It seems like distant news now but stem cells used to be on the cover on every scientific journal and on the forefront of all news outlets. This was during the stem cell research boom of the 1990s but research has cooled since then as funding and rules regarding stem cell research have fluctuated over the years.
Now some of the promises of stem cell research and development are coming true, and one newborn in Corpus Christi, Texas is the first in her town to receive a new stem cell treatment. The procedure is known as Evercord, and while baby Everly Castaneda won't use the procedure immediately, her stem cells are now safely locked away should they ever need to be used for any future procedure.
One of the main goals of any parent is to keep their children safe, even if it's safe from events that haven't even happened yet. "If anything came up in the future [my kids] would have a fighting chance." Said Everly's father, Marcos Castaneda.
It's thought that stem cells will be used in the future of a host of medical services and procedures and that stem cells will be the key in producing safer and more effective organ transplants. The Castaneda family elected to have Everlys umbilical stem cells because instances of cancer and heart disease are prevalent on both sides of the family. Should Everly ever require a procedure such as a heart transplant, her own stem cells will be ready and willing to aid in therapy if the technology exists.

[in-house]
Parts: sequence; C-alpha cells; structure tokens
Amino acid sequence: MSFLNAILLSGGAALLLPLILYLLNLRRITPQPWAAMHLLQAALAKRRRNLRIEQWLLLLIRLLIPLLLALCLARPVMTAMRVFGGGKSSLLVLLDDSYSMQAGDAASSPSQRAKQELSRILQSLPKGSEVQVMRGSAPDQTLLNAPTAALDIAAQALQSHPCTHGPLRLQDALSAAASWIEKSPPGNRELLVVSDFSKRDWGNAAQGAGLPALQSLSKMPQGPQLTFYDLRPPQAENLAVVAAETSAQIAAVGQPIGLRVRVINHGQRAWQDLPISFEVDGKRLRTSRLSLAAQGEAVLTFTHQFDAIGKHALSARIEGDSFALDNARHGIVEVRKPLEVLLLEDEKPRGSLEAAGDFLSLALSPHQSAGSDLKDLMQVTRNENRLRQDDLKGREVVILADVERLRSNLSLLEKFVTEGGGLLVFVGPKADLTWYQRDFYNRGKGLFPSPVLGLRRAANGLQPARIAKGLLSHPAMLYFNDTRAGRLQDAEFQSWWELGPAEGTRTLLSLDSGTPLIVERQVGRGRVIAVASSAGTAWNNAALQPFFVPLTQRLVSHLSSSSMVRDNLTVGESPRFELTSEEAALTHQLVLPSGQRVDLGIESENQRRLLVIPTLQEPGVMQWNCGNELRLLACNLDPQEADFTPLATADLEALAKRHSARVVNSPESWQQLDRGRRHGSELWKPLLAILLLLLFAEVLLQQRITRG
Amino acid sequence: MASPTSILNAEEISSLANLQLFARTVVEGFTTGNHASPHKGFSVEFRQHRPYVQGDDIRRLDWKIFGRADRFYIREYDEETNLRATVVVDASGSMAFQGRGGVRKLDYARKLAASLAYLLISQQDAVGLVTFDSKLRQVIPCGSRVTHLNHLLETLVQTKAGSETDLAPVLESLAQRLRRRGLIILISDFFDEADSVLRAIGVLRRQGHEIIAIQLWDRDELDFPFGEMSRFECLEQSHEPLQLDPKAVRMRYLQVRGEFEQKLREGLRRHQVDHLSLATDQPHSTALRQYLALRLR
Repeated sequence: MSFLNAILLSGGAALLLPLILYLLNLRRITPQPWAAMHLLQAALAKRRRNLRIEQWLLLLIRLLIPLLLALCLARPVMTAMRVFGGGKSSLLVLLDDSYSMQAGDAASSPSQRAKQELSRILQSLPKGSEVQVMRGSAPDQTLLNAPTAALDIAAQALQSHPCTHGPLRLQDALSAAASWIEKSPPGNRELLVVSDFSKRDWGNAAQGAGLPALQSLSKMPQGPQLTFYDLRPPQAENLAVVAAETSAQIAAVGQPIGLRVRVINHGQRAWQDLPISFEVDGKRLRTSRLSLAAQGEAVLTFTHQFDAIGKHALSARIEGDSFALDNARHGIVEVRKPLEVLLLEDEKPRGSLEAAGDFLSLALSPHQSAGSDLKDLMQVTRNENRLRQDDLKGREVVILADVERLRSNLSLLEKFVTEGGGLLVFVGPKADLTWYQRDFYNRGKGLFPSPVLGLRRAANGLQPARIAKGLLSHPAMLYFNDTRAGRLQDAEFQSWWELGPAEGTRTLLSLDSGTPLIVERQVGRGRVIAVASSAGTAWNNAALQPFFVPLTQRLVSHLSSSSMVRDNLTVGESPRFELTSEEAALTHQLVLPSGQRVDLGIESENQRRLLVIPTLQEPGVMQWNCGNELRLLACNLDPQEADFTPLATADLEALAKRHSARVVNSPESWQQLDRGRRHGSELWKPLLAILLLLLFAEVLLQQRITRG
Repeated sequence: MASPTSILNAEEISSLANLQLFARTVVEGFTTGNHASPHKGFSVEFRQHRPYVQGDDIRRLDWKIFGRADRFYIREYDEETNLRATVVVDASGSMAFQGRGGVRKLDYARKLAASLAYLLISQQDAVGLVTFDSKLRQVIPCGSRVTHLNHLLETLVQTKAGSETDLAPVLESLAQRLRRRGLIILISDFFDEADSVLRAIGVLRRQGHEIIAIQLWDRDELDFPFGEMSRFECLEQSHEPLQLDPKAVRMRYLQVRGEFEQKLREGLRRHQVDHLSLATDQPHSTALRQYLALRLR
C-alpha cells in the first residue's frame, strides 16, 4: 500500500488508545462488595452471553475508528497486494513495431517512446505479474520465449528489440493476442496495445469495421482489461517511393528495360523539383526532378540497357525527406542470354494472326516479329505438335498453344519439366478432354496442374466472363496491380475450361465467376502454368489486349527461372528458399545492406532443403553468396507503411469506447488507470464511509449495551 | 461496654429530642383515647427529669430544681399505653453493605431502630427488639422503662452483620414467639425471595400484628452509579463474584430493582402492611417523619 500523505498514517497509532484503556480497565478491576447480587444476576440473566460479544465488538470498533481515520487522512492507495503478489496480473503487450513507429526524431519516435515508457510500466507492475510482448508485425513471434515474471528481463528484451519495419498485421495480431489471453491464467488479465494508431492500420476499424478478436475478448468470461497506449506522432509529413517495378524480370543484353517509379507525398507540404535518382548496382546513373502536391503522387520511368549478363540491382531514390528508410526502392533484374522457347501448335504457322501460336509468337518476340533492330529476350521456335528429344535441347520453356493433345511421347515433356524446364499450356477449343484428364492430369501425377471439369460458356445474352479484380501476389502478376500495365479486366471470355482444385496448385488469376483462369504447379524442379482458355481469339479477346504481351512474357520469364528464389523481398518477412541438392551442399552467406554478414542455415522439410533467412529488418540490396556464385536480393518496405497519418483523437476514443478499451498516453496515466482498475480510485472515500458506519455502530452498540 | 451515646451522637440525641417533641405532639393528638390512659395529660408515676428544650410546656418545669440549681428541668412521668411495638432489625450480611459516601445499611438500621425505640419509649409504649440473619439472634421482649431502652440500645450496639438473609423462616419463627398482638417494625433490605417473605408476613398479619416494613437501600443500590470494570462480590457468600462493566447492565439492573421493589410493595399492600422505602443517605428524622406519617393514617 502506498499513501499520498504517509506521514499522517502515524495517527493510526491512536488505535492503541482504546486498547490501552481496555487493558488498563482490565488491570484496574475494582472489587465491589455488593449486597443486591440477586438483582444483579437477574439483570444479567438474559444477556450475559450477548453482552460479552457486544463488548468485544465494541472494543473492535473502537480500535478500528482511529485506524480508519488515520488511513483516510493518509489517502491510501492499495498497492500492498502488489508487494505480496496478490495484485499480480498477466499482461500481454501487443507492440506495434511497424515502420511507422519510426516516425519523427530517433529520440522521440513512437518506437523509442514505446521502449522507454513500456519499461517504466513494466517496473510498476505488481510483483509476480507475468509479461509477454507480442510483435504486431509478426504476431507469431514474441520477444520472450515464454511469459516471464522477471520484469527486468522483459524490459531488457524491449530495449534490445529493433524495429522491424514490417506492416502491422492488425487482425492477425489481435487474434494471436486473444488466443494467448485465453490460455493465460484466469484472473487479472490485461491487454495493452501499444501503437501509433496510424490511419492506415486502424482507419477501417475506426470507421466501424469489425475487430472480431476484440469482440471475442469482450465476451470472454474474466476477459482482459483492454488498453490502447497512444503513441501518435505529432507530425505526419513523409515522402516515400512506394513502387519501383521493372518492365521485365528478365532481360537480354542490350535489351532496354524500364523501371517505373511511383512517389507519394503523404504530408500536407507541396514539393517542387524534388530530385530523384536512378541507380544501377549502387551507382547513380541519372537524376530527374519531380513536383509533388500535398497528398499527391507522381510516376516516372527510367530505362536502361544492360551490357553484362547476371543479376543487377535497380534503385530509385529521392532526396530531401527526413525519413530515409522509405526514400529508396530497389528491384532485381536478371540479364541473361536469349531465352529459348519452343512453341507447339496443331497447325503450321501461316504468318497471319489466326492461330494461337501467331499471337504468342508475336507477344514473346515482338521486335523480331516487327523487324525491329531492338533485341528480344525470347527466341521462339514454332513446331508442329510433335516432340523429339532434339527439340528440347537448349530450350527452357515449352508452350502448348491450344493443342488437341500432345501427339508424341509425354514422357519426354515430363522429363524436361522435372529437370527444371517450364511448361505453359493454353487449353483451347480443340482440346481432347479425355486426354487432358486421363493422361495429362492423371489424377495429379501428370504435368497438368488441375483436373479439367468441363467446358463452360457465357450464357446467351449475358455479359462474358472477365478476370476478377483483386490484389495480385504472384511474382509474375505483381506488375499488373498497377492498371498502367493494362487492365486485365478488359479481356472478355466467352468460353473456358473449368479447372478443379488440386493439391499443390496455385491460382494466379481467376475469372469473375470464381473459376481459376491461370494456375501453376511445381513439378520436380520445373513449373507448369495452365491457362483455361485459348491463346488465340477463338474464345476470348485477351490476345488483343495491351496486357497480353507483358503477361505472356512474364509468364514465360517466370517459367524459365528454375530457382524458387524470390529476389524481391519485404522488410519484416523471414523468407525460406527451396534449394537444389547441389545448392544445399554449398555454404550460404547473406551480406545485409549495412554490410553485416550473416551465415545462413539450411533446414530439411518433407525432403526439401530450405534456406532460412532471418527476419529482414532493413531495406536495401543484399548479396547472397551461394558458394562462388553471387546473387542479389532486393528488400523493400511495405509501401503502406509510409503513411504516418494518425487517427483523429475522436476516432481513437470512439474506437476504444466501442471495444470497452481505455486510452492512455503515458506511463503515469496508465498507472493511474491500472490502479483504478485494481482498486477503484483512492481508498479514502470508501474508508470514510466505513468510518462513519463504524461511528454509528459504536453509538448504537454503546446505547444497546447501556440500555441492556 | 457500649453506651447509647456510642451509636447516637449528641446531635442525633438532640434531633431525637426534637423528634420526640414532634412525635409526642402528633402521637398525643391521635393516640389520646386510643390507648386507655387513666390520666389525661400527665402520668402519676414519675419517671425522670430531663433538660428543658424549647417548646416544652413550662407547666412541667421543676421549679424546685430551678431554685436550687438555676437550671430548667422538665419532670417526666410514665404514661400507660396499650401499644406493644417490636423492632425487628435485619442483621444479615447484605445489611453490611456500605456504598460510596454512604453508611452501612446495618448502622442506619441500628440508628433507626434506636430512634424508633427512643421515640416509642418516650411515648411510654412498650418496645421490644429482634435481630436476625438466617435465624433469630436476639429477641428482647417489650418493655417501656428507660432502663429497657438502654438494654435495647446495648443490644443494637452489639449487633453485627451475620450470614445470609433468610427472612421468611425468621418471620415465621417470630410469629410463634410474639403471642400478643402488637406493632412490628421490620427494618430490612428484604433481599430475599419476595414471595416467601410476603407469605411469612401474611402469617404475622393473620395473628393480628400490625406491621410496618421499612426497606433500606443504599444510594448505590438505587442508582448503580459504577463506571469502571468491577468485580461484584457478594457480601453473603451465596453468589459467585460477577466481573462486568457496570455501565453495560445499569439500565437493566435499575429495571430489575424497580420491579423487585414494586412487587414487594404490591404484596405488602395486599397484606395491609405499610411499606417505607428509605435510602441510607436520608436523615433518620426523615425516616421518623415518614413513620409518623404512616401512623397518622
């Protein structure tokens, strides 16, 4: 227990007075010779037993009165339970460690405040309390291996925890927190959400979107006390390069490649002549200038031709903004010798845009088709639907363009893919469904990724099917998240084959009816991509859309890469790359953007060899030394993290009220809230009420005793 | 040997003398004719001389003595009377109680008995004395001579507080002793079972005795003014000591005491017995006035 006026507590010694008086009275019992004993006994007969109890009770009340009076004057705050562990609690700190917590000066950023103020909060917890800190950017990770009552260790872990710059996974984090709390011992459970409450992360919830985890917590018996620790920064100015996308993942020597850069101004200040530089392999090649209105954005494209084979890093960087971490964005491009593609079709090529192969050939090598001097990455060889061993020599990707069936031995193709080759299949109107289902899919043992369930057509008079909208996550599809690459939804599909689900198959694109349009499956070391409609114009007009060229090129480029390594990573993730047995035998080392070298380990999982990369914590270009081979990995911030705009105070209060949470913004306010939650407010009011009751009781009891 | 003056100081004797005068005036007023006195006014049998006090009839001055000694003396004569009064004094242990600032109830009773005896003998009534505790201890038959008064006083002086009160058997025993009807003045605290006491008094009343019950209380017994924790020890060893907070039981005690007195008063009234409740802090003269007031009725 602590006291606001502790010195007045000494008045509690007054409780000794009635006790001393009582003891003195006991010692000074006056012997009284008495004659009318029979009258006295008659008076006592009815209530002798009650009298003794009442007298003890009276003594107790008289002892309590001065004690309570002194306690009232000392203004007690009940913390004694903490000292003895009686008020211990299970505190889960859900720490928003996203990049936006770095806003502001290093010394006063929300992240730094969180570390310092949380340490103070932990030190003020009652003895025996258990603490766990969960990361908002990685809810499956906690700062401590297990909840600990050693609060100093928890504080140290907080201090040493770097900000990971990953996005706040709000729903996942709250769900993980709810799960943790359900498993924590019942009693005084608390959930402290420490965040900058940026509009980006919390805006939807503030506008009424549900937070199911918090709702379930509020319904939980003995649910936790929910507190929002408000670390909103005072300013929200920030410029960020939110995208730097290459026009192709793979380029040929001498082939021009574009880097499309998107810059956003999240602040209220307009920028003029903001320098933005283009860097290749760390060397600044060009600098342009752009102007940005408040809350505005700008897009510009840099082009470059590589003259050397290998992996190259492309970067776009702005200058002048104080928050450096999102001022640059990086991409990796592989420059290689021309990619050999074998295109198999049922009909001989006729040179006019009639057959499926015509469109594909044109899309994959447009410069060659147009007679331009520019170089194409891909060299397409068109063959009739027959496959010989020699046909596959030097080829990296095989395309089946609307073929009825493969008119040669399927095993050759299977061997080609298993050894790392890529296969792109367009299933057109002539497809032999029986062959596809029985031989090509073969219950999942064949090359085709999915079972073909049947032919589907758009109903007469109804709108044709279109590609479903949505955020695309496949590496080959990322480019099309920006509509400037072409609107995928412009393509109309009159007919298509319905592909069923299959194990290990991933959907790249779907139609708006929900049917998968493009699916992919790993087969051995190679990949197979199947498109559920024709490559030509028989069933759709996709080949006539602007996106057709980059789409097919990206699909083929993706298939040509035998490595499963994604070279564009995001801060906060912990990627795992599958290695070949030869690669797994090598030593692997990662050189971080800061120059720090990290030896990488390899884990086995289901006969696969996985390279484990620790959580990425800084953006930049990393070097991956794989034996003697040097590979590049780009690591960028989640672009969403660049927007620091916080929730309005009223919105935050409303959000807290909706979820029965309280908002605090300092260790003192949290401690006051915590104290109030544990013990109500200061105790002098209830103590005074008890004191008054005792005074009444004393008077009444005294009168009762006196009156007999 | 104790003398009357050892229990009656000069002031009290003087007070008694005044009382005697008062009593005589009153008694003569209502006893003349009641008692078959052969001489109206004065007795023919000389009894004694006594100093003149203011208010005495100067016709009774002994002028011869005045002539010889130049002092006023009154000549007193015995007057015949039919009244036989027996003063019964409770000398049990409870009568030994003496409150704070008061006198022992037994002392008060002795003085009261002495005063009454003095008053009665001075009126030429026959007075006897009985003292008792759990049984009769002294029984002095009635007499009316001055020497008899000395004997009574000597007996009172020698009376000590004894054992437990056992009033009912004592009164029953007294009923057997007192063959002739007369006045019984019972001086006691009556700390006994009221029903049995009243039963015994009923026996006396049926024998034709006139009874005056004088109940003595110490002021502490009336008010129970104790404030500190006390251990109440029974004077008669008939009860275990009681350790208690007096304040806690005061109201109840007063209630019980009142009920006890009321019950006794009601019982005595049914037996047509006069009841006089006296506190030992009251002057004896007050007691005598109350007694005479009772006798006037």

Other Stem Cell Breakthroughs
Utilizing a patient's own stem cells is nothing new in the stem cell world though developments are moving fast. Recently Dr. Kenneth Pettine of Loveland, Colorado completed a three-year FDA study that demonstrated a patient's own mesenchymal stem cells could be utilized to cure symptoms of link degenerative diseases suffered by millions of Americans such as osteoarthritis and degenerative disc disease. Pettine's early research indicates that stem cells were safe and effective at reducing inflammation, lessening pain symptoms, and reducing the need for invasive surgery.
It's research like Pettines and new techniques like the one for Everly that are pushing stem cell technologies to the forefront of medical techniques. It's fun to wonder what type of stem cell services will be provided to newborns by the time Everly has a child of her own.